The good news is that Google is pretty forgiving on your site’s downtime. If it only happens for a short while — like 24 hours or less — or only happens sporadically, Google will try to recrawl your site on its own.

If your site comes back online soon enough, Google will even try to rank it back where it did before it went down.

In fact, Googler John Mueller explained how they try to avoid punishing a site for downtime:

With regards to this situation where maybe 500 errors were showing or the server was down, that’s something that when we recrawl those pages, we’ll be able to take that into account again and index them and rank them as we did before.

So it’s not something where we kind of artificially hold a website back but it’s more of a technical issue that we have to recrawl those pages and recognize that they’re okay and put them back in our index together with the old signals that we had.

To some extend we try to recognize a kind of failure when we see it happening and keep those pages in our index anyway, just because we think maybe this is temporary and the website will be back soon, so some of that might have actually worked here but some of it might be that we actually recrawl those pages a bunch of times and they dropped out and we don’t have them for ranking anymore.

The good part here is that if we recognize that a page is kind of important for your website, we’ll generally crawl it a bit more frequently. So if it drops out of the index because of a failure like this, then we’ll generally crawl it a bit more frequently and bring it in a little bit more faster than if we would with some random page on your website that never changed for the last few years.

My guess is something like this where if you have to take the server down for a day, you might see maybe a week, two weeks, at the most maybe three weeks time where things are kind of in flux and settling down again, but it shouldn’t take much longer than that.

However, you shouldn’t interpret that as meaning downtime doesn’t matter. If Google can’t reliably access or serve your site to their users, they’ll crawl it less frequently and maybe even deindex it for quality issues.

How to Minimize SEO Impact of Downtime

So, as stated above, Google wants to be forgiving of temporary downtime and re-crawl your site when it’s available. The best way to tell Google that your downtime is only temporary is to return a 503 HTTP status code.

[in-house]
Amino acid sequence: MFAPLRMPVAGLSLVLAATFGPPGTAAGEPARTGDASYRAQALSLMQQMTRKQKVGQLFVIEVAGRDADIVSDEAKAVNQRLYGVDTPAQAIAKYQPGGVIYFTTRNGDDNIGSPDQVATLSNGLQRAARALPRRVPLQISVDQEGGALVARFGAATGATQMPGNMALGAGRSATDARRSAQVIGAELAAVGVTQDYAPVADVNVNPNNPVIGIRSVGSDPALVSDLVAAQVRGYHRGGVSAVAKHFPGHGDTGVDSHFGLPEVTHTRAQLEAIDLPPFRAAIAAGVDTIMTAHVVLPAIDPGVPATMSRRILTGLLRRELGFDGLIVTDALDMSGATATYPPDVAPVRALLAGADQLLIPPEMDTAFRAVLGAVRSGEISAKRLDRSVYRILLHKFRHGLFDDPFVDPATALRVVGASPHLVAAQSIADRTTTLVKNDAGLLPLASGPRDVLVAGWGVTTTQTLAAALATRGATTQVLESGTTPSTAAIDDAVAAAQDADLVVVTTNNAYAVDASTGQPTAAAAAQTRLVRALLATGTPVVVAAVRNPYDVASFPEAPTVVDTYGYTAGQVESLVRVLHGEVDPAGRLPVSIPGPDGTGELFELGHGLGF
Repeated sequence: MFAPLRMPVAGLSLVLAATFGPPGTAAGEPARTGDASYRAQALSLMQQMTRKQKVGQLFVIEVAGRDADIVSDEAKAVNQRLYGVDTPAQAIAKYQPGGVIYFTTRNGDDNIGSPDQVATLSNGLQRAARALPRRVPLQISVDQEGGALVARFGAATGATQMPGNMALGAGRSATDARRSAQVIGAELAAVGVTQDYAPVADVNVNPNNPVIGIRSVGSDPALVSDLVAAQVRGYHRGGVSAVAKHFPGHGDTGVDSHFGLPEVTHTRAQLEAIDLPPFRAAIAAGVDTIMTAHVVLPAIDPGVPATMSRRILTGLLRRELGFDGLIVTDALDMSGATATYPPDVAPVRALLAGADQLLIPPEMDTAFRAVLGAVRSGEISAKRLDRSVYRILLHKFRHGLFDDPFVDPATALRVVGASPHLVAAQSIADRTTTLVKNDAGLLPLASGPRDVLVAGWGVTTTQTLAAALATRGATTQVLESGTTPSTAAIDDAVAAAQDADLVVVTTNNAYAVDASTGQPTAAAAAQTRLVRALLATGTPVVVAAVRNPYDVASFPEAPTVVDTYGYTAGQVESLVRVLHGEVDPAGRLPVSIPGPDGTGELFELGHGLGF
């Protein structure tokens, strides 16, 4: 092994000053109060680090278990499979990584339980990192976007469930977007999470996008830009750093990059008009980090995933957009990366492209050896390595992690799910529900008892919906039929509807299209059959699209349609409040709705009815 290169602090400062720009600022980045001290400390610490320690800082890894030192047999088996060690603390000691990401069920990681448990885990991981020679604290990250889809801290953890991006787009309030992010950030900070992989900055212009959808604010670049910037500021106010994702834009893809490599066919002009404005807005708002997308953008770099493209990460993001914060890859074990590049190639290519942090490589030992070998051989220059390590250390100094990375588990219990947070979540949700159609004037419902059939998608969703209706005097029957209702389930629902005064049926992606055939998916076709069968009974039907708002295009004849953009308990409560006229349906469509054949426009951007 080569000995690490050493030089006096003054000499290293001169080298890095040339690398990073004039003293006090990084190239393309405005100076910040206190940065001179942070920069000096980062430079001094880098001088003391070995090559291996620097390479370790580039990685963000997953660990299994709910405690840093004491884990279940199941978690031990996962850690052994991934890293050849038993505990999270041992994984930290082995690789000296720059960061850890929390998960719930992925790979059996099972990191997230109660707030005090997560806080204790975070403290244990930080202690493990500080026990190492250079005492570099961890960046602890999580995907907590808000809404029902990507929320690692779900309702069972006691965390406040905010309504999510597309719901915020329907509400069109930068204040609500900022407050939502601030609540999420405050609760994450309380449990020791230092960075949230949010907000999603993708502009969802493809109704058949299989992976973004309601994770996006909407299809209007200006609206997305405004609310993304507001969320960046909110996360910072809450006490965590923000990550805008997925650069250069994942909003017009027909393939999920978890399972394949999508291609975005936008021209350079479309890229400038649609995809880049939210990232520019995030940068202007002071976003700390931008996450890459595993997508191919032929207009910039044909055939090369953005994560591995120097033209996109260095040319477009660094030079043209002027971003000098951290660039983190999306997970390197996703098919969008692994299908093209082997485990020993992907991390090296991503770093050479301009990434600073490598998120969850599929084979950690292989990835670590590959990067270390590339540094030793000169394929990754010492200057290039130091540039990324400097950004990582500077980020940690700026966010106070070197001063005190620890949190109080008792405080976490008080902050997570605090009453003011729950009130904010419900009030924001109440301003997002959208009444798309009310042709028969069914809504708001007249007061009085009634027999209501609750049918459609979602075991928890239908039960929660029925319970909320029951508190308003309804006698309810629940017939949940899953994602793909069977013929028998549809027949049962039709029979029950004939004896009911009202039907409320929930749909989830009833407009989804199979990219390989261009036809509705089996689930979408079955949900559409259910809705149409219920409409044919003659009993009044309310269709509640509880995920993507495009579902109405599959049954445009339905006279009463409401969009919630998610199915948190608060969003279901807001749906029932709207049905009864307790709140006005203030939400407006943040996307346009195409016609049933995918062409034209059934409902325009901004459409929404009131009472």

The 503 code tells the human user, browser or search engine crawler that the page is temporarily unavailable and to come back later to access the website.

Here’s an example of basic default 503 page:

Default 503 error page

Just like with 404 pages, creating a custom 503 page is a best practice for your website.

You’ll want to treat your 503 error page just the same as a 404 error code or even better. With a 404 error page, they can still navigate to other pages in your site, however, with a 503, you’ll have one chance for redemption.

Some things to do with your 503 page:

  • Make it visually appealing. Having a plain or poorly-designed error page can make your site look unprofessional.

  • Explain that the downtime is only temporary. If you have scheduled maintenance coming up, put that on the page. Otherwise, note that your team is hard at work to bring your site back online.

  • Try to have some fun with it. Users who encounter a 503 page will likely be frustrated because they’re not able to access the content or feature they were looking for. Try to lessen the blow, perhaps with a bit of humor (if that’s your brand).

If you are having issues with your website server, Google does provide a solution to limit the crawl rate but it’s definitely not recommended. Here’s what Google said about limiting the crawl rate:

We recommend against limiting the crawl rate unless you are seeing server load problems that are definitely caused by Googlebot hitting your server too hard.

Limiting crawl rate:

  1. On the Search Console Home page, click the "Go the old version" link.

  2. Click the gear icon, then click Site Settings.

  3. In the Crawl rate section, select the option to limit Google’s maximum crawl rate.

The limited crawl rate will be valid for 90 days.

If you choose the "Let Google optimize for my site" option, the only way to reduce the crawl rate is by filing a special request. You cannot increase the crawl rate.

Let Google optimize crawl rate

Remember, limiting Google’s crawl rate really isn’t recommended, as it can prevent Google from indexing pages on your site. If your server is really struggling to handle the load from Google’s bots, you should be seriously reconsidering your web hosting service.

What Next

Your first step should be to sign up for an uptime monitoring and notification service to alert you if your site ever experiences downtime.

Then, if you find your site is experiencing significant downtime, you should begin investigating alternatives to your current web hosting provider.